EPA approves insecticide for bee parasite

BISMARCK – Agriculture Commissioner Doug Goehring says North Dakota beekeepers can now use the pesticide HopguardTM to control a major parasite of bees.

“The Environmental Protection Agency (EPA) has approved my request for a Section 18 emergency exemption for Hopguard,” Goehring said. “Varroa mites are the most serious pest problem facing beekeepers. If uncontrolled, they cause deep and widespread losses in bee colonies.”

The exemption allows application of Hopguard strips at a rate of one strip per five deep combs. The use directions specify that the strips must be placed only in brood chambers or into packages of adult worker bees prior to installation in a honey bee colony. A maximum of three applications per year is allowed.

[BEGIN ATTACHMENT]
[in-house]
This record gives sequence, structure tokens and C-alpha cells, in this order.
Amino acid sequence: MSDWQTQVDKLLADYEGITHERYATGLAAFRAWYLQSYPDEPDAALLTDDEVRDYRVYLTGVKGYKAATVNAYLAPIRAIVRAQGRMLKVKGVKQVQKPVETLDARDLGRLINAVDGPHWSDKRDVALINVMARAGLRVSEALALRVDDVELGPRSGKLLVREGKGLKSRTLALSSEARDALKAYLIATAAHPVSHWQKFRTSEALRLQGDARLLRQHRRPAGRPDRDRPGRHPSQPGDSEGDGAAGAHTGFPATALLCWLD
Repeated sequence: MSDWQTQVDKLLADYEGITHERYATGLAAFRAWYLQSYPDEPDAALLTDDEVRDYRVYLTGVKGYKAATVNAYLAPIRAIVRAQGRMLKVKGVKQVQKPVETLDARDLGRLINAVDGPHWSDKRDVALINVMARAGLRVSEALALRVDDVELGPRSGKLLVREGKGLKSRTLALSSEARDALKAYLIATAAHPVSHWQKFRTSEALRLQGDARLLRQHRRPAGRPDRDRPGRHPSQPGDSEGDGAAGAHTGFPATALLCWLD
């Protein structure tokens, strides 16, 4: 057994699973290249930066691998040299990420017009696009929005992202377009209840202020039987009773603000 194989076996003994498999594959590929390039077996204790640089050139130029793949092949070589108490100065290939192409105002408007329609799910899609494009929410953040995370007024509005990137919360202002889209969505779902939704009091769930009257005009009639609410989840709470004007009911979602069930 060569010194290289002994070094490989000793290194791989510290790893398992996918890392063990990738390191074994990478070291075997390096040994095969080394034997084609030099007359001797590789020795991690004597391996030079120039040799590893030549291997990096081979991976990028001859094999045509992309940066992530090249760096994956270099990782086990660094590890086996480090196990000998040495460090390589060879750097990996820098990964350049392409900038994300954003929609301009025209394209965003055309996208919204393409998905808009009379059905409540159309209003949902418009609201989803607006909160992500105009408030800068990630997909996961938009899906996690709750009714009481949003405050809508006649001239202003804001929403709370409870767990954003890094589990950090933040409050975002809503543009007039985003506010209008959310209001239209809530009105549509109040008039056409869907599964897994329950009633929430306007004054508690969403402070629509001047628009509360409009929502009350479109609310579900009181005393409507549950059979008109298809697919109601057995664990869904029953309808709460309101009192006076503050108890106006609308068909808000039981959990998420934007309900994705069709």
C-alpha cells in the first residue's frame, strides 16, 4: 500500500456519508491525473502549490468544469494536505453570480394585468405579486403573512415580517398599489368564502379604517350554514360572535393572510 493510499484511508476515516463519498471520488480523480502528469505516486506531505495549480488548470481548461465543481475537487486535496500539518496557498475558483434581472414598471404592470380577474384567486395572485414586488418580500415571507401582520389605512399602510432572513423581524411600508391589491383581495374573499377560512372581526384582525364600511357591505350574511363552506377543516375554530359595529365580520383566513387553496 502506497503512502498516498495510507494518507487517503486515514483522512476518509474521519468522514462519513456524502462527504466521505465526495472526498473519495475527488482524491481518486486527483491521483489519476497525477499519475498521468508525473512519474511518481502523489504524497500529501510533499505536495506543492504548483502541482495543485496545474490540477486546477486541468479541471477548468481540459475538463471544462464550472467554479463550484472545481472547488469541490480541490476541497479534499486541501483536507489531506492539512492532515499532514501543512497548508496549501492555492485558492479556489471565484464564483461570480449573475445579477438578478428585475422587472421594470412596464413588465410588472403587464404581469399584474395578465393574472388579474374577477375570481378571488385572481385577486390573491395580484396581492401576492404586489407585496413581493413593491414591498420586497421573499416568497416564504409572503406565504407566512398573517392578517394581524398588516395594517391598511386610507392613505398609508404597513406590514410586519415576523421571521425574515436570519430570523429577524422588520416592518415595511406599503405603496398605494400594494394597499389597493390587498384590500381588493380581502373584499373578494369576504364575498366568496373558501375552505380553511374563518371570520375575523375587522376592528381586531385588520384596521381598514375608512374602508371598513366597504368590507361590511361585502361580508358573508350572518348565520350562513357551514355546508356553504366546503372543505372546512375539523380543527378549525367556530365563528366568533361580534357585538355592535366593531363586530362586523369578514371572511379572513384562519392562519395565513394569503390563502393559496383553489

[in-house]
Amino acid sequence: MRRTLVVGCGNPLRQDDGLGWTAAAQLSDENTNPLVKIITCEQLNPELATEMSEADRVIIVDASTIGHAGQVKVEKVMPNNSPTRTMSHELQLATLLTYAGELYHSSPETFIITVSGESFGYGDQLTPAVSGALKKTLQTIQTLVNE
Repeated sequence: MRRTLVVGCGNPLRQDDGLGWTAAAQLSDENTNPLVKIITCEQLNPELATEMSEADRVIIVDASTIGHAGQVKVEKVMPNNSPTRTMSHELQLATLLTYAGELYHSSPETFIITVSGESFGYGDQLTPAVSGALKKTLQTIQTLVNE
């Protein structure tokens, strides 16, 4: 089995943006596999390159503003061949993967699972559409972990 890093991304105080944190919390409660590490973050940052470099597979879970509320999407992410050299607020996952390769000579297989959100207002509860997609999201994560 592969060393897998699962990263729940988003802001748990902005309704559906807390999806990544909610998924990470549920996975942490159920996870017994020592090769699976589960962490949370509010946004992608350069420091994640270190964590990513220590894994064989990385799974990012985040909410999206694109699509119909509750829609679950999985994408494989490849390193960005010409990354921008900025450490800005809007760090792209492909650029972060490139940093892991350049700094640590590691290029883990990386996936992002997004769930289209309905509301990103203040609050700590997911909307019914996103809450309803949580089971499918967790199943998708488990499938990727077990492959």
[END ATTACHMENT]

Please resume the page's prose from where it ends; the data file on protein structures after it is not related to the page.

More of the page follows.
Applicators must wear protective gloves when handling treated strips and must have a copy of the use directions with them during application.

All applicable directions, restrictions, and precautions on the container label, as well as the section 18 use directions, must be followed.

No honey can be harvested from the brood chamber. Users may only harvest honey from the honey supers. A honey super is a part of a commercial beehive that is used to collect honey.

Manufactured by BetaTec Hop Products, Hopguard is natural product extracted from hop plants.

North Dakota leads the nation in the production of honey, producing 32.7 million pounds of honey in 2010. Goehring said 478,000 bee colonies are registered in the state.

A Section 18 exemption under the Federal Insecticide, Fungicide, and Rodenticide Act (FIFRA) authorizes EPA to allow an unregistered use of a pesticide for a limited time if EPA determines that an emergency condition exists.